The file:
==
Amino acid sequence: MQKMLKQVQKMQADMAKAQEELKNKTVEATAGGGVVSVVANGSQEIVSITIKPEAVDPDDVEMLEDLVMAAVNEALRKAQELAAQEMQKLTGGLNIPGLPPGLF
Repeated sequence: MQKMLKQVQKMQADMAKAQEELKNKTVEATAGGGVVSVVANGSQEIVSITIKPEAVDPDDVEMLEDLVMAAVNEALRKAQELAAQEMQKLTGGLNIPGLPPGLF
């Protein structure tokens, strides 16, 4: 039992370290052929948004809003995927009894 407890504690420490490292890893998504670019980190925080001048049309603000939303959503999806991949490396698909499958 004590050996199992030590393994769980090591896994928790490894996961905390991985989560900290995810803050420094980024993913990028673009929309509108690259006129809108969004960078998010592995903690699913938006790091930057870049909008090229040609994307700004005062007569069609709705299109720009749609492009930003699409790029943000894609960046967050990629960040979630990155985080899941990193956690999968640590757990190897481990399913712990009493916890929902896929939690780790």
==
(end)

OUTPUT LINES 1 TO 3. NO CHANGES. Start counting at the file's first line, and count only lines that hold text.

Amino acid sequence: MQKMLKQVQKMQADMAKAQEELKNKTVEATAGGGVVSVVANGSQEIVSITIKPEAVDPDDVEMLEDLVMAAVNEALRKAQELAAQEMQKLTGGLNIPGLPPGLF
Repeated sequence: MQKMLKQVQKMQADMAKAQEELKNKTVEATAGGGVVSVVANGSQEIVSITIKPEAVDPDDVEMLEDLVMAAVNEALRKAQELAAQEMQKLTGGLNIPGLPPGLF
């Protein structure tokens, strides 16, 4: 039992370290052929948004809003995927009894 407890504690420490490292890893998504670019980190925080001048049309603000939303959503999806991949490396698909499958 004590050996199992030590393994769980090591896994928790490894996961905390991985989560900290995810803050420094980024993913990028673009929309509108690259006129809108969004960078998010592995903690699913938006790091930057870049909008090229040609994307700004005062007569069609709705299109720009749609492009930003699409790029943000894609960046967050990629960040979630990155985080899941990193956690999968640590757990190897481990399913712990009493916890929902896929939690780790």